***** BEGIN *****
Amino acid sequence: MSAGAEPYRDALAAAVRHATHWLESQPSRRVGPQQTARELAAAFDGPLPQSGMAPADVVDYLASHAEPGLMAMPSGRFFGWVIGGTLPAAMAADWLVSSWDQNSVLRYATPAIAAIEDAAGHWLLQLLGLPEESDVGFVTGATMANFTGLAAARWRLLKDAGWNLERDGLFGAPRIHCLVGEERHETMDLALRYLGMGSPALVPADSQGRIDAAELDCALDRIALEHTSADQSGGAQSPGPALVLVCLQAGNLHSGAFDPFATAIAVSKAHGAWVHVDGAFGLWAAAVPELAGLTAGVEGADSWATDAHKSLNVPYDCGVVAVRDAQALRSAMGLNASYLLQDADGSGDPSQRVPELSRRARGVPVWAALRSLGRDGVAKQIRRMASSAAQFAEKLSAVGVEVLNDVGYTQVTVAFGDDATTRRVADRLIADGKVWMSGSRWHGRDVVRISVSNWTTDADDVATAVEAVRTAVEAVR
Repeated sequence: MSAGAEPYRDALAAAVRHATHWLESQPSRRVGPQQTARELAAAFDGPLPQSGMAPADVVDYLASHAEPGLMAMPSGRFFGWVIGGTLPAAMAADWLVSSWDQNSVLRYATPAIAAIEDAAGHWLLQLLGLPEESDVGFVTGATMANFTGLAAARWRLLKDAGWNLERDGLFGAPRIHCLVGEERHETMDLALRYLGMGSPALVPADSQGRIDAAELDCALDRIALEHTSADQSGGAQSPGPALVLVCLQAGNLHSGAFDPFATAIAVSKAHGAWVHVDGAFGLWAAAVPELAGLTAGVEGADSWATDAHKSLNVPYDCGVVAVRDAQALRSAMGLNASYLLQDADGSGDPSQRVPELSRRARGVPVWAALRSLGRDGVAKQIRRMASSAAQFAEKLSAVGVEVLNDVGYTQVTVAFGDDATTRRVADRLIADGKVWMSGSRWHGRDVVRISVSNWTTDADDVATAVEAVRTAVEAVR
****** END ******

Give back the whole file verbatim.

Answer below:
Amino acid sequence: MSAGAEPYRDALAAAVRHATHWLESQPSRRVGPQQTARELAAAFDGPLPQSGMAPADVVDYLASHAEPGLMAMPSGRFFGWVIGGTLPAAMAADWLVSSWDQNSVLRYATPAIAAIEDAAGHWLLQLLGLPEESDVGFVTGATMANFTGLAAARWRLLKDAGWNLERDGLFGAPRIHCLVGEERHETMDLALRYLGMGSPALVPADSQGRIDAAELDCALDRIALEHTSADQSGGAQSPGPALVLVCLQAGNLHSGAFDPFATAIAVSKAHGAWVHVDGAFGLWAAAVPELAGLTAGVEGADSWATDAHKSLNVPYDCGVVAVRDAQALRSAMGLNASYLLQDADGSGDPSQRVPELSRRARGVPVWAALRSLGRDGVAKQIRRMASSAAQFAEKLSAVGVEVLNDVGYTQVTVAFGDDATTRRVADRLIADGKVWMSGSRWHGRDVVRISVSNWTTDADDVATAVEAVRTAVEAVR
Repeated sequence: MSAGAEPYRDALAAAVRHATHWLESQPSRRVGPQQTARELAAAFDGPLPQSGMAPADVVDYLASHAEPGLMAMPSGRFFGWVIGGTLPAAMAADWLVSSWDQNSVLRYATPAIAAIEDAAGHWLLQLLGLPEESDVGFVTGATMANFTGLAAARWRLLKDAGWNLERDGLFGAPRIHCLVGEERHETMDLALRYLGMGSPALVPADSQGRIDAAELDCALDRIALEHTSADQSGGAQSPGPALVLVCLQAGNLHSGAFDPFATAIAVSKAHGAWVHVDGAFGLWAAAVPELAGLTAGVEGADSWATDAHKSLNVPYDCGVVAVRDAQALRSAMGLNASYLLQDADGSGDPSQRVPELSRRARGVPVWAALRSLGRDGVAKQIRRMASSAAQFAEKLSAVGVEVLNDVGYTQVTVAFGDDATTRRVADRLIADGKVWMSGSRWHGRDVVRISVSNWTTDADDVATAVEAVRTAVEAVR